It’s a huge challenge retaining and growing an engineering team.
You need to take care of hiring, figure out how to retain developers as long as possible in the team and also figure out the work process and making sure the new developer managers are ready to take responsibility for their teams.
In pursuit of uncovering good practices, we started a blog post series, featuring cool tech companies.
Our intention wasn’t to find the ultimate silver bullet for every kind of organizational problems but to provide small case studies you can learn from.
This case study is about a fast growing medium-sized tech company called Alpha.
Alpha is a product management and user insights platform, helping enterprises and big companies make data-driven product decisions more quickly.
We had an exciting chat with Haggai Weiser, VP of Engineering at Alpha and we transformed the interview into this blog post.
Currently, we have 45 people at Alpha. Our engineering team is managed to stay small with 12 people: 5 engineers, a VP of engineering and 6 product managers. That means we have a 1:1 engineer to product manager ratio since we take products very seriously.
So far, we build everything in-house with this small engineering team, but this year, we’re planning to double the team.
The optimal size for a developer team is around 6-7 people, but in some cases, I would even go smaller and opt for 5-6 engineers and maybe one QA person.
As we start to scale up, we will break things into specific team leads and groups.
Hiring is always a challenge when you’re a young startup. Even when you've validated the product to your clients, team and investors, the next challenge is to showcase that enthusiasm to the community to yield a steady stream of potential candidates.
Hiring tools like Hired and Vettery help to get candidates in the door, but it's easy to get outbid by large companies and more established startups.
What we found to work is focusing on emphasizing and promoting Alpha's culture and mission at every possible venue. Attending and hosting events, publishing articles about culture and best practices or even just sharing successful use cases about Alpha.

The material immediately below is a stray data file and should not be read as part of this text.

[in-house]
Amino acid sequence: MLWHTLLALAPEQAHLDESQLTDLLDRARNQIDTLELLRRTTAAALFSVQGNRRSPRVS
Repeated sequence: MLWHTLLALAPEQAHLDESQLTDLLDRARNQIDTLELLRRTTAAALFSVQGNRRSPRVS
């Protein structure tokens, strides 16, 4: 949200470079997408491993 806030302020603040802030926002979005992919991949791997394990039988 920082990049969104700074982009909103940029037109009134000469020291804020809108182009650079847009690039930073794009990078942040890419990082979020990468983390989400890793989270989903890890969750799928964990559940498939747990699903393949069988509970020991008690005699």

Since engineers want to work on a product they can believe in, in essence, every article written by the marketing team explaining and demonstrating Alpha is also another plug for the engineering team.
A strongly motivated team is one that feels accountable with each other and with the company.
Setting clear team objectives at a regular cadence helps a team rally behind a measurable outcome. But in truth, I find most successful developers are already motivated internally.
Engineers love to build and ship products, and they take pride in doing so in the most efficient way possible. But they can quickly lose motivation when they are blocked. The manager's job is to empower them, but then just as quickly to get out of their way.
In practice, this means building a culture of knowledge sharing, rapid iteration, and individual accountability. 1-on-1s are a catch-all to help the manager learn and proactively address any needs the developer may have before they escalate.
Likewise, code reviews, retrospectives, lunch-and-learns, and other events are useful tools designed to help developers share knowledge and establish best practices, but they are ultimately meaningless without a culture to back them up.
Sprint planning fits such a cultural paradigm by setting individual objectives to empower developers with the ultimate responsibility in decision making and accountability for deliverables. In such an environment, the developer works with product and other stakeholders to solve the problem instead of deferring to (or getting blocked by) them for a solution.